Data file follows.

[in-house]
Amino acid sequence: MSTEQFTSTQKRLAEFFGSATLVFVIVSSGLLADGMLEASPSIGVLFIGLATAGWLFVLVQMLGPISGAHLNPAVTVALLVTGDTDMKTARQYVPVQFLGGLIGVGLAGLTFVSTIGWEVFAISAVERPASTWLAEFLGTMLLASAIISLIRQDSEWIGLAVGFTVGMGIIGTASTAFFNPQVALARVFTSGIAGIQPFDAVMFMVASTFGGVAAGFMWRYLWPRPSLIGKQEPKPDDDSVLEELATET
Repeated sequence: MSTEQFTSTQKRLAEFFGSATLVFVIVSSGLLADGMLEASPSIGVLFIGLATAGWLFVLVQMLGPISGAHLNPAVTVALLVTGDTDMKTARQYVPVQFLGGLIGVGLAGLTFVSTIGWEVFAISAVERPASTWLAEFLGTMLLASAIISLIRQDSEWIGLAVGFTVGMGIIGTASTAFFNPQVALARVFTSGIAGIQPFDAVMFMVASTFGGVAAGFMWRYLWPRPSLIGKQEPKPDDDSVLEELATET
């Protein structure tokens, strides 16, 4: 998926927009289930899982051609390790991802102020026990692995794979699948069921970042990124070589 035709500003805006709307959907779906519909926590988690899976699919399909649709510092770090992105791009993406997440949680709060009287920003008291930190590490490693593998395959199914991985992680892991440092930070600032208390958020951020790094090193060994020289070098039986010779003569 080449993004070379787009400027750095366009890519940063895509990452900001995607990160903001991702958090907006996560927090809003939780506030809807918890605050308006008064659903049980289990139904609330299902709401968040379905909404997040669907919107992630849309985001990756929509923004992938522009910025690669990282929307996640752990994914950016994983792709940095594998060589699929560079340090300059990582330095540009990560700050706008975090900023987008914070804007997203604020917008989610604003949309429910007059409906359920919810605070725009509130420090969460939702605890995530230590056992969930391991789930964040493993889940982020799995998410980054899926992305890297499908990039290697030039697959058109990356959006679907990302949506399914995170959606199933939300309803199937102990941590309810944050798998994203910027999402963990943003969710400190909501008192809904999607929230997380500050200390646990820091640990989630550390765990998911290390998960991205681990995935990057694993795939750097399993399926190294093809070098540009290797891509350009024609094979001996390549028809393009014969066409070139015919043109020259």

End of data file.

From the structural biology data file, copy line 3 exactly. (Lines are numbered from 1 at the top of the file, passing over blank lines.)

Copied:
Repeated sequence: MSTEQFTSTQKRLAEFFGSATLVFVIVSSGLLADGMLEASPSIGVLFIGLATAGWLFVLVQMLGPISGAHLNPAVTVALLVTGDTDMKTARQYVPVQFLGGLIGVGLAGLTFVSTIGWEVFAISAVERPASTWLAEFLGTMLLASAIISLIRQDSEWIGLAVGFTVGMGIIGTASTAFFNPQVALARVFTSGIAGIQPFDAVMFMVASTFGGVAAGFMWRYLWPRPSLIGKQEPKPDDDSVLEELATET